And don’t worry.  While I am quite capable of using innuendo and being suggestive, I do not believe I could comfortably write anything, even in adult titles, that would mortally offend most parents, unless it was to show a weapon being used for the express purpose of self defense.

Will probably get the links to Amazon and Smashwords loaded on this site once they have solidified, probably in a couple of days.

Then, back to work, I suppose.  This work, not the job I actually get paid for.  I am writing, very slowly, what will one day be the second or third of the Life on the School Bus series, but I won’t publish that until I have the first story ready to go – and would prefer to have at least three in the series.  Yes, The Vanguard is also in a series (I hope), but it is actually meant to be the first and it is far larger and stands up all by itself.

Meanwhile, I can start putting the polish on my mother’s favorite, Sky Yukon, and get that published.  This will be more involved than The Vanguard, which I only needed to reformat.  Sky Yukon is going to need some rewriting.  Not story or structure, just word choice and flow.  It is, I think, just a tiny bit stilted.  Just like Lifeboats, I wrote it in 1995 and I have learned a fair bit since then, though not always noticeably.  Should keep me busy well into the new year.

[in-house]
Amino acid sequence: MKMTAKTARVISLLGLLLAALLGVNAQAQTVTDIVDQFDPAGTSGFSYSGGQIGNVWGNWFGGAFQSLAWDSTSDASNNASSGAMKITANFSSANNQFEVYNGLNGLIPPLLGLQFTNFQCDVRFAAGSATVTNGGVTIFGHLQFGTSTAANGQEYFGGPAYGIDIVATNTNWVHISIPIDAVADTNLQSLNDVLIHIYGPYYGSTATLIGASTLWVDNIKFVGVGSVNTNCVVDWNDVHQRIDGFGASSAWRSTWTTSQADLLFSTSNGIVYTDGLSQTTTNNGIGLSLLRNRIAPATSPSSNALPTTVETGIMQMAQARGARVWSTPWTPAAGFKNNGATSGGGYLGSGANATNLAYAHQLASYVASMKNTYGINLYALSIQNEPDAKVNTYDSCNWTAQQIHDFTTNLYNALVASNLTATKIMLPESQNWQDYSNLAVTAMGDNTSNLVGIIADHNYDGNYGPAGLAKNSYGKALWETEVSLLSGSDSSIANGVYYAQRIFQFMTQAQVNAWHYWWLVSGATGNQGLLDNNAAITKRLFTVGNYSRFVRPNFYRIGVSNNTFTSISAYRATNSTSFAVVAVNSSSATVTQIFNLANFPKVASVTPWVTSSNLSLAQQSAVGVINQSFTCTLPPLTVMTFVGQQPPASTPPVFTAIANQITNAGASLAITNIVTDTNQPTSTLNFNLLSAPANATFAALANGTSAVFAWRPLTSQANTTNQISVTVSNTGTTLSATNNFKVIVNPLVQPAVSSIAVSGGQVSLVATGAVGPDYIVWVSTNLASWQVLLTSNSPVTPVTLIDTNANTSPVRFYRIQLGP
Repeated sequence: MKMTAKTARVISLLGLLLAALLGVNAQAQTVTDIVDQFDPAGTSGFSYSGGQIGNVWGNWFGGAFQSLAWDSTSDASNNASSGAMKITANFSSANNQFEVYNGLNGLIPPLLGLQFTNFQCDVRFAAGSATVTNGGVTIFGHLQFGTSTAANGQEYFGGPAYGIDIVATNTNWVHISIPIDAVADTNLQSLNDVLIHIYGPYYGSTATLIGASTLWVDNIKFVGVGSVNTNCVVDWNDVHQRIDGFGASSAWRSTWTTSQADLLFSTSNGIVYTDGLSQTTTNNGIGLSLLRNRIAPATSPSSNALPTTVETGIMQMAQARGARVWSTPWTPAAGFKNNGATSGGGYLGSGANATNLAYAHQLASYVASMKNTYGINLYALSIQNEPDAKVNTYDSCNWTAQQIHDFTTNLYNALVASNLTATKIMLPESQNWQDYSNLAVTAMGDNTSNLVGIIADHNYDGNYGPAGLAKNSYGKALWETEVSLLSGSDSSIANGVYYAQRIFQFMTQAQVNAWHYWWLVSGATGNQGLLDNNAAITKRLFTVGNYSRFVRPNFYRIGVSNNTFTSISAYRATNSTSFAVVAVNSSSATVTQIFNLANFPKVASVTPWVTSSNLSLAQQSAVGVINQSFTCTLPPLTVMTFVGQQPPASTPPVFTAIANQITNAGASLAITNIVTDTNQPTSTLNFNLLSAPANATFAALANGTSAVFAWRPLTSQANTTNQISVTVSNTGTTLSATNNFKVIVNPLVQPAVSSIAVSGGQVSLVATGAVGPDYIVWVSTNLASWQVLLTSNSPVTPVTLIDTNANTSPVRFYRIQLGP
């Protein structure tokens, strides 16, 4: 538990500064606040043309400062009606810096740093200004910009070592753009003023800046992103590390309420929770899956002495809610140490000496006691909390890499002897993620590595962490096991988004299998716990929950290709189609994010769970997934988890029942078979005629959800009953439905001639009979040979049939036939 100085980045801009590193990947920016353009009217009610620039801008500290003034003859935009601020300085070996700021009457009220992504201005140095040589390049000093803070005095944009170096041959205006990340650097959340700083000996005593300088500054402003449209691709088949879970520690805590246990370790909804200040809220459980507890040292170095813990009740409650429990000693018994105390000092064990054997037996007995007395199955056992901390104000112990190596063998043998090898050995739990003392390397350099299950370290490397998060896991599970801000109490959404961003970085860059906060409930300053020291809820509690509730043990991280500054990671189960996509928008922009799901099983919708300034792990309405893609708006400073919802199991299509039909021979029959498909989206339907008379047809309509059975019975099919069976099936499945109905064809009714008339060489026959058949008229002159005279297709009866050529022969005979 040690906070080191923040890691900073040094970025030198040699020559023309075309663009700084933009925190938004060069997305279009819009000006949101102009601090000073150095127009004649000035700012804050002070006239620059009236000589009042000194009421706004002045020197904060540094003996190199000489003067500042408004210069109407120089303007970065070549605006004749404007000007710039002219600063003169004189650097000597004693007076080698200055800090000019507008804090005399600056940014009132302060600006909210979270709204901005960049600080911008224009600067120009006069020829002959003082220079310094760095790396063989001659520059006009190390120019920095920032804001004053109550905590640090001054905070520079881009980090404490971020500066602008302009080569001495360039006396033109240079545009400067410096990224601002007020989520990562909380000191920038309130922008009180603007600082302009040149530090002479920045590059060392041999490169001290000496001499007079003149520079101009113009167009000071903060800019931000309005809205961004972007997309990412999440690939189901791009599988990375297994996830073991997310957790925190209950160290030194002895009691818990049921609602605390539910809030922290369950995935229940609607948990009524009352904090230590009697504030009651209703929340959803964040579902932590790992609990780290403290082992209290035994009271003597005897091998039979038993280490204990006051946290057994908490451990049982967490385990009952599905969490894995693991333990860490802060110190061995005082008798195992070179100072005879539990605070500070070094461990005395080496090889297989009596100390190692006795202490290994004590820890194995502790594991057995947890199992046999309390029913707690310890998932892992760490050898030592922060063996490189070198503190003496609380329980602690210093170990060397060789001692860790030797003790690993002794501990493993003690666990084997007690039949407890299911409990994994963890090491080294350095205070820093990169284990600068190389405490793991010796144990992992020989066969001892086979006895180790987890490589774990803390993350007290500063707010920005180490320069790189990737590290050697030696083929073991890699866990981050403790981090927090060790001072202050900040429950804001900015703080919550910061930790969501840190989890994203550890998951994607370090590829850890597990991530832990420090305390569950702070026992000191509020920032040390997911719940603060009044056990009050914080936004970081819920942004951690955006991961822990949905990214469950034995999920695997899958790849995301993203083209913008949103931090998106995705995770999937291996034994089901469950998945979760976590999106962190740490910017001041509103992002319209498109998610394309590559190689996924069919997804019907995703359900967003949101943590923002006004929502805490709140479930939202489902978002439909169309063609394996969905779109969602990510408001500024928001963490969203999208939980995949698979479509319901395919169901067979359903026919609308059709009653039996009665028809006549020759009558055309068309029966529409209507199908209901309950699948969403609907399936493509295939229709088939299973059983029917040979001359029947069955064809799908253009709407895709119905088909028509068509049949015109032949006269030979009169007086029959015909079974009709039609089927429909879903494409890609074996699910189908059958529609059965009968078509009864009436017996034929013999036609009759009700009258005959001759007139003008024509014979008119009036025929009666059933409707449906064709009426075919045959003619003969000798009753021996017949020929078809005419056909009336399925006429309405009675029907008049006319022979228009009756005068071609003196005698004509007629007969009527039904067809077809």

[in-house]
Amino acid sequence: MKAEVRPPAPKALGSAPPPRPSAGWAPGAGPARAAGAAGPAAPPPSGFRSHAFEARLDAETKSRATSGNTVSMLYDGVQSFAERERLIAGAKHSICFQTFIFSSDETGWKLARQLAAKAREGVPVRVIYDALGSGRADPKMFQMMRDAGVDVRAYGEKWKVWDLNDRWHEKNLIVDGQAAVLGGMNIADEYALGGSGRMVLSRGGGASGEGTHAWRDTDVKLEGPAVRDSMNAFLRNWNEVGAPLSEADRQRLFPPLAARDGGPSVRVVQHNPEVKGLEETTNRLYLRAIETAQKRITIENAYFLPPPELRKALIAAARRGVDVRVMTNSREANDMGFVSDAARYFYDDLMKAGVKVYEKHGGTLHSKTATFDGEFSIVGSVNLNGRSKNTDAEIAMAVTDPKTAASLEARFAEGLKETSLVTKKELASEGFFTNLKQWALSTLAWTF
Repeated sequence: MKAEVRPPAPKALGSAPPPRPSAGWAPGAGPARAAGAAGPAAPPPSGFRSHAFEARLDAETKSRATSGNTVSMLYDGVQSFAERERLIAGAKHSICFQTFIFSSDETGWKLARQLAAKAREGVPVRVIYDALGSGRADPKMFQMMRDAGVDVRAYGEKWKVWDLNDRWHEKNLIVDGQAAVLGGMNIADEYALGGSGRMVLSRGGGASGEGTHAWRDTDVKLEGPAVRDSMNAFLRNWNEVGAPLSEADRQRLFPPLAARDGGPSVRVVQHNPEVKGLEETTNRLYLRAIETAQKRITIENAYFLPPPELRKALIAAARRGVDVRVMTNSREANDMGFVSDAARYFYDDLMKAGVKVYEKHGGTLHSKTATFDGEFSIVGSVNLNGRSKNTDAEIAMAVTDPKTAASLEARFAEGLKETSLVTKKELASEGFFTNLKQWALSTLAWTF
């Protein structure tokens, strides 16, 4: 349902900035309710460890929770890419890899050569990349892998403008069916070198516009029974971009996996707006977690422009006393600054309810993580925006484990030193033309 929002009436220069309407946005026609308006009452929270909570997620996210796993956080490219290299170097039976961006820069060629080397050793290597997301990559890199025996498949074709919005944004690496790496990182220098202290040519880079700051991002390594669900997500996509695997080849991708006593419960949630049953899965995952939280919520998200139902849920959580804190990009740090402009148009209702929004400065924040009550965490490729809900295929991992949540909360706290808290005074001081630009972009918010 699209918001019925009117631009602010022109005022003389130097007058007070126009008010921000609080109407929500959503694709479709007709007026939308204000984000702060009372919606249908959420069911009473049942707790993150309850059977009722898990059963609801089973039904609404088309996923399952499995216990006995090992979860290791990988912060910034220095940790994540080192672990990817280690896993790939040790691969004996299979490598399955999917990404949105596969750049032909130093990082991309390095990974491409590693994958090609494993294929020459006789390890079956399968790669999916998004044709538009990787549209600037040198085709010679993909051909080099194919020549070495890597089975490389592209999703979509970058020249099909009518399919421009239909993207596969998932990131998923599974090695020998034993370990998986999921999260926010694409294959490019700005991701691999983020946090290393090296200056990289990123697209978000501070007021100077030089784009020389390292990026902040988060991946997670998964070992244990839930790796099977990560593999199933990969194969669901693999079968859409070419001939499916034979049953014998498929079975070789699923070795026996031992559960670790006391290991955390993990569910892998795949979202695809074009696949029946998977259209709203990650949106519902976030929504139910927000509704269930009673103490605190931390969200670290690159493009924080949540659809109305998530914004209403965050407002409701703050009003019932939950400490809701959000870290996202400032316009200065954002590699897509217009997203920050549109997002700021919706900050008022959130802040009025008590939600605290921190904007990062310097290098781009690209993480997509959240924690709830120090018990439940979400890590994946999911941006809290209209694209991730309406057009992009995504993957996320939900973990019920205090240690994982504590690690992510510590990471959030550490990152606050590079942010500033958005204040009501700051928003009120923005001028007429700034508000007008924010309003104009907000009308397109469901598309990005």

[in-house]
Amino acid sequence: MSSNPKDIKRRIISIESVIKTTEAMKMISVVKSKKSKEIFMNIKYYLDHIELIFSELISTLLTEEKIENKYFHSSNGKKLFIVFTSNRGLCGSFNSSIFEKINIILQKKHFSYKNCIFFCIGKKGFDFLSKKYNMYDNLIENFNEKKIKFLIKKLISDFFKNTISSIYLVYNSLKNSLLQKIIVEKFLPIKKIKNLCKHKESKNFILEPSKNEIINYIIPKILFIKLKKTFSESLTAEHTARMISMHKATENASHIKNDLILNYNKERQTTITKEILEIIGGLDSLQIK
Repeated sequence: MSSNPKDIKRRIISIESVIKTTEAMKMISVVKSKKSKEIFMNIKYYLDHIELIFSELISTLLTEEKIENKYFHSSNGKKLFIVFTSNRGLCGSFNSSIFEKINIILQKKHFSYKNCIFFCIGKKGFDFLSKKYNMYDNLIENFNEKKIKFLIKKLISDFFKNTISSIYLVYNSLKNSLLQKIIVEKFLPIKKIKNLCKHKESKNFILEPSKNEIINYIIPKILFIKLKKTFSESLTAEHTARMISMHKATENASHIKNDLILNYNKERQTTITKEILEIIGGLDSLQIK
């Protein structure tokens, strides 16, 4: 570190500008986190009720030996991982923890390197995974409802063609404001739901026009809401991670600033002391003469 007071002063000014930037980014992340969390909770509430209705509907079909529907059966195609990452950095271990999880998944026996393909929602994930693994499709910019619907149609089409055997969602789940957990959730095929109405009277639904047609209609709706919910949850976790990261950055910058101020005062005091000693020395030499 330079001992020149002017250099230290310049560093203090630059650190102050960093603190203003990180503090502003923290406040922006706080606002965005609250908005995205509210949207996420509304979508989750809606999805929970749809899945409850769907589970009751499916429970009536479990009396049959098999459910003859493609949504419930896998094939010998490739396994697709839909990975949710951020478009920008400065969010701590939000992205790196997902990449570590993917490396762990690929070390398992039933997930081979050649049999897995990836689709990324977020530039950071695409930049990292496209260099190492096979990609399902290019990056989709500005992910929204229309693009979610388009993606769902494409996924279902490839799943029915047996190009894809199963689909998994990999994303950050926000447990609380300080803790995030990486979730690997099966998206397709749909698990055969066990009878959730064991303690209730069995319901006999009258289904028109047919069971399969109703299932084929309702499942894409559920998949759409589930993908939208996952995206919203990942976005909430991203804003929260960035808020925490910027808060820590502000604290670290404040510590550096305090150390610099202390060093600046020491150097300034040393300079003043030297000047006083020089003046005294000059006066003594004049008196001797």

Categories: Publishing, Writing

Good Press

September 16, 2013 Leave a comment

BetteRose Ryan reviews Lifeboats.  She is very kind.

Of course, she has liked my writing since I used to write press releases about her, back when she chaired the LPCO.

 

 

Categories: Publishing

Another Smash

Another small triumph last weekend.  I took the three short stories that I published on Kindle last year and published them on Smashwords.  They are all now accepted on Premium, which means they will start showing up on other ebook stores soon, like Kobe and iTunes.

The biggest hassle was, like I had to do for Lifeboats, expanding the size of the book covers.  They need to be so many pixels wide and tall.  Luckily, there is a free website that does that for you.

http://www.resizeyourimage.com/

A little bit non-intuitive, but it does the job.

I made a couple of sales and a lot of people sampled them.  Apparently, some folks hang out on Smashwords’ Recently Published page and sniff ’em as they go by.

Next step is to add the Smashwords links to this blog’s Unfree Fiction page.  Will add other links as they become available.

I guess the next trick is to get The Vanguard ready for publication.  This will be a bit of a trick, as it currently exists as something like twenty-seven chapters in twenty-seven files on Google Drive.  I will have to create a Word document for the whole thing, paste in the chapters one at a time, then do all the reformatting bits at one time.  I will start with the Smashwords edition, then see if I can publish that on Amazon without changes.